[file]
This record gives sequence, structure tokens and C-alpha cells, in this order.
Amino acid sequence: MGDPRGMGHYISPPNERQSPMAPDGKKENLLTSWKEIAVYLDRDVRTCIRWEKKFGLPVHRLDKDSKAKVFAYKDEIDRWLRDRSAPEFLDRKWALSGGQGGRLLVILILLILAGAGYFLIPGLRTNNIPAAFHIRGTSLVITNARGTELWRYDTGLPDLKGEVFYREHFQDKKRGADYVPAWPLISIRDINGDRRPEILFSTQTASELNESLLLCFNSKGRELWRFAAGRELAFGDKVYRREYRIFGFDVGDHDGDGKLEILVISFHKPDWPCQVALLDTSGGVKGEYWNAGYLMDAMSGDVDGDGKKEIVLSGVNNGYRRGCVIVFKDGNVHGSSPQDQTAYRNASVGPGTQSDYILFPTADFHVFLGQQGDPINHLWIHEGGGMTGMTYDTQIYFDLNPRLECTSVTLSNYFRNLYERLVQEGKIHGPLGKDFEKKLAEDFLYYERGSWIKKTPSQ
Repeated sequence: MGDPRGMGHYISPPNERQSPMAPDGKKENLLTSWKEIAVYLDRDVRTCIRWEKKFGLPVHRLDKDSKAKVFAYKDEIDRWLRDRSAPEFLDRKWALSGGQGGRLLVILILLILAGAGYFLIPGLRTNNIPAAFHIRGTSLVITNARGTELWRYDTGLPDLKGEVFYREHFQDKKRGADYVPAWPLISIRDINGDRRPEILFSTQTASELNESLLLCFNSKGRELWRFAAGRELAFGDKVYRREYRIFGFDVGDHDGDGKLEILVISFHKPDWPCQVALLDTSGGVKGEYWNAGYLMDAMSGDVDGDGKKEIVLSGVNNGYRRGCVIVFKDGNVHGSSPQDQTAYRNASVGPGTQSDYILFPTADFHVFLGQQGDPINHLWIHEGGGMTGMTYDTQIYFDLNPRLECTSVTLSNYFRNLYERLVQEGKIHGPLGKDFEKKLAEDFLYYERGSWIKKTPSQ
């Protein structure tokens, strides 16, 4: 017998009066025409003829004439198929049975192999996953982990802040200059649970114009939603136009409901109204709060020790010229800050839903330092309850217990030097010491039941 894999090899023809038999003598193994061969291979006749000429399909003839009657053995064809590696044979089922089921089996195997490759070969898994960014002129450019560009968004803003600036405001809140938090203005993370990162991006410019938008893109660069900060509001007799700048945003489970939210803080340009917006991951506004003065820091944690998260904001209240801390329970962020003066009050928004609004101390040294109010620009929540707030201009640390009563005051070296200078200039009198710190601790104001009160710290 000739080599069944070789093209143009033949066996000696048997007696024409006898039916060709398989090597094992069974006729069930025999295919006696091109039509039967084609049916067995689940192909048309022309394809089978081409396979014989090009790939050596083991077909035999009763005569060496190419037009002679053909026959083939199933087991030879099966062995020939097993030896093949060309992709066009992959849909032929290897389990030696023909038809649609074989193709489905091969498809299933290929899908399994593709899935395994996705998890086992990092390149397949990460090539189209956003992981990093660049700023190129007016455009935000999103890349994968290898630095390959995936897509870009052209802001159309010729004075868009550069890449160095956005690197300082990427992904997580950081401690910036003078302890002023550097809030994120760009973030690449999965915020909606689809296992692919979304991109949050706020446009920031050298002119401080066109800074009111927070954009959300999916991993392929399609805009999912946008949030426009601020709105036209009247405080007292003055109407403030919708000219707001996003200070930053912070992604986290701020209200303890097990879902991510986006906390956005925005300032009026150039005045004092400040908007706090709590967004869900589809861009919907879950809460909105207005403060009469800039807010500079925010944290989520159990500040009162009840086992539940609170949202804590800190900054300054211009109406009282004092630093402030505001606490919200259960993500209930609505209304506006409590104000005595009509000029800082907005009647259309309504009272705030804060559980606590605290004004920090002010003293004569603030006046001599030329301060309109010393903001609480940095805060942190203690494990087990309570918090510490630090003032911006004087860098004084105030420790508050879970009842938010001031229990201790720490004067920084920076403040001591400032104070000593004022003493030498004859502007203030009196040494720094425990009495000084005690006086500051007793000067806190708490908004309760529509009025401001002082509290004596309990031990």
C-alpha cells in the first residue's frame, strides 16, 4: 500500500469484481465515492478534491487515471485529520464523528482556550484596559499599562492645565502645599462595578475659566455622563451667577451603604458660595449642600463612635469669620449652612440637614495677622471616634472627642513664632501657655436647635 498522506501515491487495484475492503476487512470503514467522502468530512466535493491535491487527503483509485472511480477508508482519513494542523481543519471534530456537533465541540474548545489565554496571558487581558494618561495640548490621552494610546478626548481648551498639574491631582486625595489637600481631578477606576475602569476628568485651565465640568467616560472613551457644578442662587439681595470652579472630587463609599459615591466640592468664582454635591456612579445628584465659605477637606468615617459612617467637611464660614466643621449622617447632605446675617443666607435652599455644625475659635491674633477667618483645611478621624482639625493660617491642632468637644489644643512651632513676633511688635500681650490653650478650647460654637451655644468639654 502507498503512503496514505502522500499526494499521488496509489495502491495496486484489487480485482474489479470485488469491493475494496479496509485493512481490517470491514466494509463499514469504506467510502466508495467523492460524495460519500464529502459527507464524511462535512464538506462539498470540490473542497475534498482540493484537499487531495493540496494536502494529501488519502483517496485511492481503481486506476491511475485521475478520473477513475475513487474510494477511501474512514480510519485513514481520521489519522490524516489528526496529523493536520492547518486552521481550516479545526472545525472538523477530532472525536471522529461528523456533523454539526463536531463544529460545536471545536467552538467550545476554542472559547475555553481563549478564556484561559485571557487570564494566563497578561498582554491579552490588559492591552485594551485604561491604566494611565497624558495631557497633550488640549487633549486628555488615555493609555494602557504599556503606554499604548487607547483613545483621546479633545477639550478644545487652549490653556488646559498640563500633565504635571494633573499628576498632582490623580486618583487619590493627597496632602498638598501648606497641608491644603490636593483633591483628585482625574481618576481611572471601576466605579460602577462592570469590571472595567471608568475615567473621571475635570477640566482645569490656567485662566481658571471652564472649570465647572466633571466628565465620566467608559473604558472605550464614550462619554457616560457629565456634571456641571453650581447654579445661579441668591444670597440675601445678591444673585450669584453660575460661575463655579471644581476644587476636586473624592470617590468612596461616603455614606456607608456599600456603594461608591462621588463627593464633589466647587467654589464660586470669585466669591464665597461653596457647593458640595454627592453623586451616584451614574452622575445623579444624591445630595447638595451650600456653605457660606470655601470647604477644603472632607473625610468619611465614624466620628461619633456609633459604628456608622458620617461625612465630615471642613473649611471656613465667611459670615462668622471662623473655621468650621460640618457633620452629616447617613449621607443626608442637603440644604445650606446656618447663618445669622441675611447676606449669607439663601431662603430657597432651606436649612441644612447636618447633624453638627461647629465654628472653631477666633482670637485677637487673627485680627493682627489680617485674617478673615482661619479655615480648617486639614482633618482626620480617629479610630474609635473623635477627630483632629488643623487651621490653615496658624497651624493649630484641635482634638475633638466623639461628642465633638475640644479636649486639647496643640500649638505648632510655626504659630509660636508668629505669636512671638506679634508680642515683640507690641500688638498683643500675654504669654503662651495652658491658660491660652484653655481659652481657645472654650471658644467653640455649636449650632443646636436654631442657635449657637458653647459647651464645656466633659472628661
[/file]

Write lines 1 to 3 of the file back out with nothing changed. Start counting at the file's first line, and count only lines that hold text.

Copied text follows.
This record gives sequence, structure tokens and C-alpha cells, in this order.
Amino acid sequence: MGDPRGMGHYISPPNERQSPMAPDGKKENLLTSWKEIAVYLDRDVRTCIRWEKKFGLPVHRLDKDSKAKVFAYKDEIDRWLRDRSAPEFLDRKWALSGGQGGRLLVILILLILAGAGYFLIPGLRTNNIPAAFHIRGTSLVITNARGTELWRYDTGLPDLKGEVFYREHFQDKKRGADYVPAWPLISIRDINGDRRPEILFSTQTASELNESLLLCFNSKGRELWRFAAGRELAFGDKVYRREYRIFGFDVGDHDGDGKLEILVISFHKPDWPCQVALLDTSGGVKGEYWNAGYLMDAMSGDVDGDGKKEIVLSGVNNGYRRGCVIVFKDGNVHGSSPQDQTAYRNASVGPGTQSDYILFPTADFHVFLGQQGDPINHLWIHEGGGMTGMTYDTQIYFDLNPRLECTSVTLSNYFRNLYERLVQEGKIHGPLGKDFEKKLAEDFLYYERGSWIKKTPSQ
Repeated sequence: MGDPRGMGHYISPPNERQSPMAPDGKKENLLTSWKEIAVYLDRDVRTCIRWEKKFGLPVHRLDKDSKAKVFAYKDEIDRWLRDRSAPEFLDRKWALSGGQGGRLLVILILLILAGAGYFLIPGLRTNNIPAAFHIRGTSLVITNARGTELWRYDTGLPDLKGEVFYREHFQDKKRGADYVPAWPLISIRDINGDRRPEILFSTQTASELNESLLLCFNSKGRELWRFAAGRELAFGDKVYRREYRIFGFDVGDHDGDGKLEILVISFHKPDWPCQVALLDTSGGVKGEYWNAGYLMDAMSGDVDGDGKKEIVLSGVNNGYRRGCVIVFKDGNVHGSSPQDQTAYRNASVGPGTQSDYILFPTADFHVFLGQQGDPINHLWIHEGGGMTGMTYDTQIYFDLNPRLECTSVTLSNYFRNLYERLVQEGKIHGPLGKDFEKKLAEDFLYYERGSWIKKTPSQ